Before you begin take a moment to pray, saying this short prayer by St. John Chrysostom or a prayer in your own words asking the Lord to open up your heart and mind to his Word.       
        O Lord Jesus Christ, open the eyes of my heart, that I may hear Your word and understand and do Your will.

Lectio or reading is the first step of lectio divina. You are invited to begin by slowly and attentively reading aloud the gospel of the day by yourself or others.

Gospel                                                               John 20:19-23 Lectionary: 63

On the evening of that first day of the week,
when the doors were locked, where the disciples were,
for fear of the Jews,
Jesus came and stood in their midst
and said to them, "Peace be with you."
When he had said this, he showed them his hands and his side.
The disciples rejoiced when they saw the Lord.
Jesus said to them again, "Peace be with you.
As the Father has sent me, so I send you."
And when he had said this, he breathed on them and said to them,
"Receive the Holy Spirit.
Whose sins you forgive are forgiven them,
and whose sins you retain are retained."


After the dramatic events of the descent of the Holy Spirit recounted in the first reading from Acts of the Apostles proclaimed at the Pentecost Mass during the day, the gospel might seem somewhat anti-climactic.   In contrast to the strong driving wind, the tongues of fire and miraculous way in which the many nations gathered in Jerusalem are able to understand the message of the apostles in their own tongues,  the appearance of Jesus is quiet, subdued and almost contemplative in its tone.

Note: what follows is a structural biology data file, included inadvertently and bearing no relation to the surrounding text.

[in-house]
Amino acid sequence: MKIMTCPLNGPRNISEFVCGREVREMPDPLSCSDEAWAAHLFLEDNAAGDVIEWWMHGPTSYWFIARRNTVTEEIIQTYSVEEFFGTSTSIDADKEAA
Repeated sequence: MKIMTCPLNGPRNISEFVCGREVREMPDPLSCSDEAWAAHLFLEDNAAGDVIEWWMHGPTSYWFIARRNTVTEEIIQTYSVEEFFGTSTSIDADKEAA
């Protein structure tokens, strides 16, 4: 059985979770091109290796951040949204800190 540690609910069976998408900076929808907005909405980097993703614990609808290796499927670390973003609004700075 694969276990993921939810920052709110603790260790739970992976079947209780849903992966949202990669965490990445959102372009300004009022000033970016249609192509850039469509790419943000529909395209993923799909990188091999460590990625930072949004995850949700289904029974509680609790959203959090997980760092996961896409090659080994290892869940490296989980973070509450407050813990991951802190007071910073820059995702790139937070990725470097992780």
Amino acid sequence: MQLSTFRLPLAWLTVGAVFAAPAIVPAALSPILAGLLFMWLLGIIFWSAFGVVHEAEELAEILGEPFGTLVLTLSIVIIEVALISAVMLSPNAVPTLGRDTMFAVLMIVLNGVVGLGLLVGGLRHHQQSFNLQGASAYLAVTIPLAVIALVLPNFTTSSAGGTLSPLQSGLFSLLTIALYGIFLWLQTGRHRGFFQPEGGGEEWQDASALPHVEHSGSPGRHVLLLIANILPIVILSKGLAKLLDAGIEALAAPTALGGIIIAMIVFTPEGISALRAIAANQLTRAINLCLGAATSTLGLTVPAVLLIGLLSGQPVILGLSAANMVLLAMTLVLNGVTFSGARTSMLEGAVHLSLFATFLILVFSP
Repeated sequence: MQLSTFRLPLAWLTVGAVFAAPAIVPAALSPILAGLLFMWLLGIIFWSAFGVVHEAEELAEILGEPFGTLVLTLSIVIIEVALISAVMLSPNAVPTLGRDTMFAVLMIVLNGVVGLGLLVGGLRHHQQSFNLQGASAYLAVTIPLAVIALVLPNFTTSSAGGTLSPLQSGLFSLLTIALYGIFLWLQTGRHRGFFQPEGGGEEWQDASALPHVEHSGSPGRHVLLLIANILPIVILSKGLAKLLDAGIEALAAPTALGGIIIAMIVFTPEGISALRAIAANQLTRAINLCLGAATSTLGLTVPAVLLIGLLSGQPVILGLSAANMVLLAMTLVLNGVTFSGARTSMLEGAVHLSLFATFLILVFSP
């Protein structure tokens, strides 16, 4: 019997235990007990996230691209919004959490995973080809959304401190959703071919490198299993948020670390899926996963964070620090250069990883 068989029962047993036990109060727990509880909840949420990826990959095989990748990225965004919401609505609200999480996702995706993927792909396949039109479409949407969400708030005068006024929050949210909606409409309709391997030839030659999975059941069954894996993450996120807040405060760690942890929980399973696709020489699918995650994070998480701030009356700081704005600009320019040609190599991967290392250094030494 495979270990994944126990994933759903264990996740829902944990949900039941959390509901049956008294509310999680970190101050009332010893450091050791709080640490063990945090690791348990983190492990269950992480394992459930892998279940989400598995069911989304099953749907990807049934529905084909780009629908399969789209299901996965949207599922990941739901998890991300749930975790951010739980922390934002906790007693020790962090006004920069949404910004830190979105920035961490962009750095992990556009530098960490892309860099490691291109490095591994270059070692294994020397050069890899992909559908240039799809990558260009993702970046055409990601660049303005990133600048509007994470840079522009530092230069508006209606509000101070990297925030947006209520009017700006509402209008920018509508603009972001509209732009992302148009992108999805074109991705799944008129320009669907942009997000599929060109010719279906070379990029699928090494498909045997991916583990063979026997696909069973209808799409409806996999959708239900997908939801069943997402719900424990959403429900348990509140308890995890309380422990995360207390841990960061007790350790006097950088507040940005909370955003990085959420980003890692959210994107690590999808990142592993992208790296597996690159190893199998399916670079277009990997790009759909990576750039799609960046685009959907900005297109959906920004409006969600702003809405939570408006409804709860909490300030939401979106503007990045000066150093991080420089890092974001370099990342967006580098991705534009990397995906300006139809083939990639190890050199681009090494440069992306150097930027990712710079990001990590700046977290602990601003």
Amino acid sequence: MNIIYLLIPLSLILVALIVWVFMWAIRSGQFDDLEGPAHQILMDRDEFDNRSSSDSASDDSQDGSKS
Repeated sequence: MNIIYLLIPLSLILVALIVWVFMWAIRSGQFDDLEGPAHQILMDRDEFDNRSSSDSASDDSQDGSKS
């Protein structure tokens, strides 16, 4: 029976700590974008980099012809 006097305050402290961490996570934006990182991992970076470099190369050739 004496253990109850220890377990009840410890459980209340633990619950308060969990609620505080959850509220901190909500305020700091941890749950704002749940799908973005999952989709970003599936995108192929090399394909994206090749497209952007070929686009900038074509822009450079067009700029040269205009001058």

But every detail of this very short passage is worth paying attention to, pondering and savoring. 

The evangelist John begins by telling us that Jesus, after appearing in the midst of the apostles hidden away in the upper room, says simply, “Peace be with you.”  Then he shows them his wounded hands and the disciples respond with rejoicing.  Again he says, “Peace be with you.”  But then he adds these words, “As the Father has sent me, so I send you.”  It is only after commissioning them to take up the mission for which the Father sent Jesus, that he breathes on them and says, “Receive the Holy Spirit.”  Jesus concludes with these profound yet perplexing words:  “Whose sins you forgive are forgiven them, whose sins you retain are retained.”

It would be a mistake, I think, to try and harmonize the two accounts of the giving of the Holy Spirit.  I’m reminded of this passage from the First Book of Kings, in which the prophet Elijah is commanded to stand before the Lord on the mountain Horeb in anticipation that the LORD is about the pass by.  But unlike the experience of Moses and Israel on the holy mountain (commemorated in the Jewish feast of Shavuos or Pentecost, fifty days after Passover), the LORD is not revealed in thunder and lighting, earthquakes and the blast of the shofar.  Instead, it is only in the silence after all of these signs that the prophet is able to hear the “still, small voice” of the Lord.